Consumer spending may remain muted even during the holiday season, as high prices dampen demand. — PHILIPPINE STAR/MIGUEL DE GUZMAN

HOUSEHOLD CONSUMPTION in the Philippines will likely remain under pressure in the fourth quarter amid multi-year high borrowing costs and elevated inflation, Moody’s Analytics said.

Moody’s Analytics in a report said Philippine economic growth may average around 5.4% this year, which is below the government’s 6-7% target.

“The Philippine economy will have to weather domestic and global storms in the last quarter of the year. The aggressive run of monetary policy tightening in 2023 should be over, but rate cuts are off the table until the middle of next year,” it said.

“Until then, household budgets will remain under pressure.”

The Philippine economy expanded by a better-than-expected 5.9% in the third quarter, driven by a recovery in government spending. This was faster than the 4.3% gross domestic product (GDP) growth in the second quarter but slower than 7.7% a year earlier.

Year to date, GDP growth averaged 5.5%, still below the 6-7% full-year target.

Moody’s Analytics noted the third-quarter GDP data reflected deteriorating demand. Household consumption grew by 5% in the July-to-September period, slower than 8% a year prior and 5.5% in the previous quarter.    

“Private consumption, the economy’s main engine, has stalled on account of elevated inflation and high borrowing costs,” it said.

Headline inflation slowed to 4.9% in October from 6.1% in September and 7.7% in October 2022, marking its slowest pace in three months. However, inflation breached the 2-4% target for the 19th straight month in October.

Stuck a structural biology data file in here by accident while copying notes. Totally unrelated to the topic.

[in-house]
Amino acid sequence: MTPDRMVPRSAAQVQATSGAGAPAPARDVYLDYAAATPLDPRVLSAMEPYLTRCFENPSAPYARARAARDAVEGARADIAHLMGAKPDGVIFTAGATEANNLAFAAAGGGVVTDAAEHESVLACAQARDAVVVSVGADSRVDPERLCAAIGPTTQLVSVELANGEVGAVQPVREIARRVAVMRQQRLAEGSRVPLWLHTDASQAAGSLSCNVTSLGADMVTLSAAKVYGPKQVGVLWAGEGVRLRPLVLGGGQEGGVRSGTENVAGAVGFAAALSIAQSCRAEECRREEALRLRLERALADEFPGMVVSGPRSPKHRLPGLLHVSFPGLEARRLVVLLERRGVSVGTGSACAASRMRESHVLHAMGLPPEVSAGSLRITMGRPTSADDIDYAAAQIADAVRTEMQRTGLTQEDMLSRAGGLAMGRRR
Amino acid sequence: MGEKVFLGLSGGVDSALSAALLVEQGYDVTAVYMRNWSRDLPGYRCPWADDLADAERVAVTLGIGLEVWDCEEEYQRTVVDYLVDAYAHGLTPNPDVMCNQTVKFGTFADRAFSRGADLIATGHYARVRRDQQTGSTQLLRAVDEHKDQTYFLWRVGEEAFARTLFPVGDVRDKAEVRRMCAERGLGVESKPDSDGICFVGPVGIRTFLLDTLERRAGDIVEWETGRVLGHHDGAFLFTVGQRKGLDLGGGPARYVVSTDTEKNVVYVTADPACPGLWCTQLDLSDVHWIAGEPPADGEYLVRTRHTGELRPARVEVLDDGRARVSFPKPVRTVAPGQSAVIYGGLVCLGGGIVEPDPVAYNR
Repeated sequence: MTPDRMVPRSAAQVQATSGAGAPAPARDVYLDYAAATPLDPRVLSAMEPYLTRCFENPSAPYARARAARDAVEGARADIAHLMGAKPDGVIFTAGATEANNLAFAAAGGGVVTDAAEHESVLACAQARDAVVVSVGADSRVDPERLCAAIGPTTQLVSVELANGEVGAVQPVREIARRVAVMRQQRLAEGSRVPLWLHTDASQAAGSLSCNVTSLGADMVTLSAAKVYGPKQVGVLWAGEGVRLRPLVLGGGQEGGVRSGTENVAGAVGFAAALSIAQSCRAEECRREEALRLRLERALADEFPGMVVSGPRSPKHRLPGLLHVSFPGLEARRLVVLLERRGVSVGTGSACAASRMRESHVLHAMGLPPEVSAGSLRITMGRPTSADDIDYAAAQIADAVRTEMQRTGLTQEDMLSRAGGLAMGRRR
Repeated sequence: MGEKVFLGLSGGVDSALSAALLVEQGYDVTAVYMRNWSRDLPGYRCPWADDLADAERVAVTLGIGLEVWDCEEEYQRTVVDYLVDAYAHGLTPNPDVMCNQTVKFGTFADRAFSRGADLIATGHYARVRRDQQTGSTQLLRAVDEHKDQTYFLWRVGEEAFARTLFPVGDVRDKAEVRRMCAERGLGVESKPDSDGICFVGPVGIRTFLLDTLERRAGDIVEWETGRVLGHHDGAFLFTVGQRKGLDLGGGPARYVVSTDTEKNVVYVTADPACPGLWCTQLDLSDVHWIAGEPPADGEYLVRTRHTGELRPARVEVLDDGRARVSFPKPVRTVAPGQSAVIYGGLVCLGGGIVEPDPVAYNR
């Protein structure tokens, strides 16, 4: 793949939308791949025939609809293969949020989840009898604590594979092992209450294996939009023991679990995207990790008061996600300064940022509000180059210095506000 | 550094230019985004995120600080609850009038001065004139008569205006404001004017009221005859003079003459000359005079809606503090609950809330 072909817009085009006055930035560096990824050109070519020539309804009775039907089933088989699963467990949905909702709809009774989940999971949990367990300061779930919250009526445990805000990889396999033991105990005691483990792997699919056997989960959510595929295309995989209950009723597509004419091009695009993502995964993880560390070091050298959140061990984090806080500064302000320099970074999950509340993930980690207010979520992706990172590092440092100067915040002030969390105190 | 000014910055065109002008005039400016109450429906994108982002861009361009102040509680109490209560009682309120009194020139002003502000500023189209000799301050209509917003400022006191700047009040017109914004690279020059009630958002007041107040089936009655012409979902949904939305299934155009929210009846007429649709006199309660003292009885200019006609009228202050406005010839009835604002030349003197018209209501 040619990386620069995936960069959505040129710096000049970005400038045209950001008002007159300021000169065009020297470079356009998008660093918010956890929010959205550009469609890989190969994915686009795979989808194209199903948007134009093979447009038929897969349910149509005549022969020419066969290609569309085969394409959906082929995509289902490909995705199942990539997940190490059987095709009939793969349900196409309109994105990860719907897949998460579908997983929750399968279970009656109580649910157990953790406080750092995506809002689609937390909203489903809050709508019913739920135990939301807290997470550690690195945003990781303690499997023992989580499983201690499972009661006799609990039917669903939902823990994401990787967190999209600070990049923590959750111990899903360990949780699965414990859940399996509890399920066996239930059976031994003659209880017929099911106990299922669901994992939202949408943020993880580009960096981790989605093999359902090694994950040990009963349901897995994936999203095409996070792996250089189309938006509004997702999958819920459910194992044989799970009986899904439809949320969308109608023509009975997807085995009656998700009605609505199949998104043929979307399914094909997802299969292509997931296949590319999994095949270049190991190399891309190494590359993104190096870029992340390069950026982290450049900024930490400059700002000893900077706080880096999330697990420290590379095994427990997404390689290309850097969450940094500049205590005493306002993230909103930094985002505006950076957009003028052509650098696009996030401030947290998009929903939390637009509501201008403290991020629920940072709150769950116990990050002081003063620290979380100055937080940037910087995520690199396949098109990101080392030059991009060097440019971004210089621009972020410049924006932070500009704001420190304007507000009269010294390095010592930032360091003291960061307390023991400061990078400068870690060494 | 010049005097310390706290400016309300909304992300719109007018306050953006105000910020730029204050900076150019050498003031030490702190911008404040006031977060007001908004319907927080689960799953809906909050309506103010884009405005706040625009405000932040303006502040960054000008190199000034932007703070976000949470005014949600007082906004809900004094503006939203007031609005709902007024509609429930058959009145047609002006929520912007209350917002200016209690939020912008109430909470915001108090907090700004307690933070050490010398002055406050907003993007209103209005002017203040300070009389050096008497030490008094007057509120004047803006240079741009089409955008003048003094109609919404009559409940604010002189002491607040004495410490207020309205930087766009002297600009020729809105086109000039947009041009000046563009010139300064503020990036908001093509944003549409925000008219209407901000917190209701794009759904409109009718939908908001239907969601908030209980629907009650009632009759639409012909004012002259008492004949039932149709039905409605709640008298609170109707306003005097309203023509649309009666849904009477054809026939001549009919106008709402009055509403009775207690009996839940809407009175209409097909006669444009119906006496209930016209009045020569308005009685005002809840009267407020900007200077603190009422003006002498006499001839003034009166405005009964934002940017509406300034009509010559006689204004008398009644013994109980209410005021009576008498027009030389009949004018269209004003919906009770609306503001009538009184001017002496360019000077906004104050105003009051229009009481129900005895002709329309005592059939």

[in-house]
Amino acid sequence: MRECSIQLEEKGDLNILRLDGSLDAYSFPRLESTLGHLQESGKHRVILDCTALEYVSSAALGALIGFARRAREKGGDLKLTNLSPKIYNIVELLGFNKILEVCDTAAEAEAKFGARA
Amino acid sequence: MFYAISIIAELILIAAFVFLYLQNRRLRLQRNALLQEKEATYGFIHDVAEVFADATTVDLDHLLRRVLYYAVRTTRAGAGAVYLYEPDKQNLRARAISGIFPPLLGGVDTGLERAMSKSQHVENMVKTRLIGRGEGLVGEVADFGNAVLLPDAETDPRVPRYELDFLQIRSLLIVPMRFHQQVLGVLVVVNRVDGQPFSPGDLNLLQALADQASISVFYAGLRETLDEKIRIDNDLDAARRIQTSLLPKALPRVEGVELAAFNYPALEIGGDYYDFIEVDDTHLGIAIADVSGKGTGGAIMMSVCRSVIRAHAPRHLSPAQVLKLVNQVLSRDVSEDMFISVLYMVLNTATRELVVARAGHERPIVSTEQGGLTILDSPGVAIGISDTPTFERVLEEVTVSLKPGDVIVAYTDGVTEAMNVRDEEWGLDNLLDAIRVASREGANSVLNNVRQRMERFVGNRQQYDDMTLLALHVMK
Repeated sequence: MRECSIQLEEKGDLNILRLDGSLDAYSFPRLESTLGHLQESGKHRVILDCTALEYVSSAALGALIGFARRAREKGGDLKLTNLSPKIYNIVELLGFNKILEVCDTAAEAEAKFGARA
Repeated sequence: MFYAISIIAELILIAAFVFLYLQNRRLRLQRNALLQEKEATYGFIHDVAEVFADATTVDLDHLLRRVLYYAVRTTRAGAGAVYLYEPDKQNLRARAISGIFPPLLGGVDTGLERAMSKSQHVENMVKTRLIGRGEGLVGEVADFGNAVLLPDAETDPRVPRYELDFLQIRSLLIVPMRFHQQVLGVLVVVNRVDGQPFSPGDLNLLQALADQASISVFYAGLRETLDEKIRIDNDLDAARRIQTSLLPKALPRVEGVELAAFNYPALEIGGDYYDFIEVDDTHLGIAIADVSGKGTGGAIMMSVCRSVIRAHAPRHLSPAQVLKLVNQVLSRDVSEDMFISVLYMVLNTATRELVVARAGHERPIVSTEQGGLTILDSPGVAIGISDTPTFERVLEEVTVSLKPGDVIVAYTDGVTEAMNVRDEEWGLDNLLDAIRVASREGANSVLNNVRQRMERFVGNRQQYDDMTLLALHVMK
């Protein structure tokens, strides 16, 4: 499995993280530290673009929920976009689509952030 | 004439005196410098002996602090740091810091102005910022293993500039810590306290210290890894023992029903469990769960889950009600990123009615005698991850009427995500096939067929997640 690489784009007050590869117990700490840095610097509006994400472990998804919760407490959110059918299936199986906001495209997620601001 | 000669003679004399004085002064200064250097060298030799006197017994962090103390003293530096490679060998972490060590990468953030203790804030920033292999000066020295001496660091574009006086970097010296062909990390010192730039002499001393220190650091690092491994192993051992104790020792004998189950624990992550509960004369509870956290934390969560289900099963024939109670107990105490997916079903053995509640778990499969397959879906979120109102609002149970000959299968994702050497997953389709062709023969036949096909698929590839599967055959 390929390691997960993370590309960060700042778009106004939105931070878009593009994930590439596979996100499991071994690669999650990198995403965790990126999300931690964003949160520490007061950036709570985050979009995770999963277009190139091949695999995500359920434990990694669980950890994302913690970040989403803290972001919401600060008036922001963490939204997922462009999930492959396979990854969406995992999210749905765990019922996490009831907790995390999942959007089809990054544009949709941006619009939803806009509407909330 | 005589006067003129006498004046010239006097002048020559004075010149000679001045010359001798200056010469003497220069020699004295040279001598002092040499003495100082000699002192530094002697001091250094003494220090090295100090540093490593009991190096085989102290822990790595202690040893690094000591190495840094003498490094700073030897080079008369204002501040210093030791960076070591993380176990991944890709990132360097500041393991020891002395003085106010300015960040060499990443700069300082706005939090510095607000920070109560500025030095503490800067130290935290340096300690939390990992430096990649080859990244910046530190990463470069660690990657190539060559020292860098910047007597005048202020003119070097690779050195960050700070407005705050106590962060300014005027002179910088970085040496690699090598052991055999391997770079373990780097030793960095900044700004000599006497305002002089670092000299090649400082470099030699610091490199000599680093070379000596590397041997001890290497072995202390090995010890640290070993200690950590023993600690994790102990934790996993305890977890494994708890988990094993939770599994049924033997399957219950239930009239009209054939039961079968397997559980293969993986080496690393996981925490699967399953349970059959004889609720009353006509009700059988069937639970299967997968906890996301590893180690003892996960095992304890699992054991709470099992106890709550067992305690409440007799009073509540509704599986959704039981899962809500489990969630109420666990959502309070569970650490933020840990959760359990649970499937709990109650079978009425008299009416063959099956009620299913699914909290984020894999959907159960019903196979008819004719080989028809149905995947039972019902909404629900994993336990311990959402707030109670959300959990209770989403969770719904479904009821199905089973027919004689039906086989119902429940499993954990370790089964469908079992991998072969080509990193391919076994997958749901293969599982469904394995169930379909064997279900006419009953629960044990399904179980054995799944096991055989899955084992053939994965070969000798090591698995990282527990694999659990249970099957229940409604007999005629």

For the 10-month period, inflation averaged 6.4%. This is still above the BSP’s 5.8% full-year forecast.

The Bangko Sentral ng Pilipinas (BSP) has raised interest rates by 450 basis points (bps) since May 2022 to fight inflation. The benchmark interest rate is currently at a 16-year high of 6.5%.

“Cost-of-living pressures have forced many to rein in spending. The retreat on a year-earlier basis in gross capital formation and imports of goods and services also underscored the broader weakness in domestic demand that has put a lid on business and consumer confidence,” Moody’s Analytics said.   

In the third quarter, gross capital formation declined by 1.6%, ending nine straight quarters of growth. This was a reversal of the 18.2% expansion a year ago and 0.3% in the second quarter.

Imports of goods and services also shrank by 1.3%, a reversal from the 18.5% growth in the third quarter of 2022 and 0.2% a quarter earlier.

Meanwhile, Nomura Global Markets Research in a separate report said they kept their Philippine GDP forecast at 5.2% for 2023, slower than 7.6% in 2022.

However, it sees growth picking up to 5.8% in 2024 and 6.1% in 2025, as better infrastructure spending will likely boost the economy’s growth momentum.   

“A resurgence in food and energy prices and a deeper global growth slowdown are downside risks to growth,” Nomura said.

The Japan-based research firm also maintained its full-year inflation forecasts at 6.2% for 2023 and 3.8% for 2024, despite the lower-than-expected inflation print in October.

“Base effects will start to become more favorable in the next few months but, similar to BSP’s assessment, we believe headline inflation is unlikely to return to BSP’s 2-4% target until August 2024,” Nomura said.

BSP Governor Eli M. Remolona, Jr. earlier said that even if inflation may go down to within the 2-4% target in the first quarter of 2024 due to base effects, inflation may likely go up again to above the target until July.

“Against this backdrop, we think BSP’s hiking cycle is likely over, despite maintaining its hawkish tone after delivering an off-cycle 25-bp hike to 6.5% in October,” Nomura said.

Nomura noted that the BSP may start cutting policy rates in September 2024.

The Monetary Board is widely expected to hold borrowing costs at 6.5% at its meeting on Thursday, according to 15 of 18 analysts in a BusinessWorld poll conducted last week. — Keisha B. Ta-asan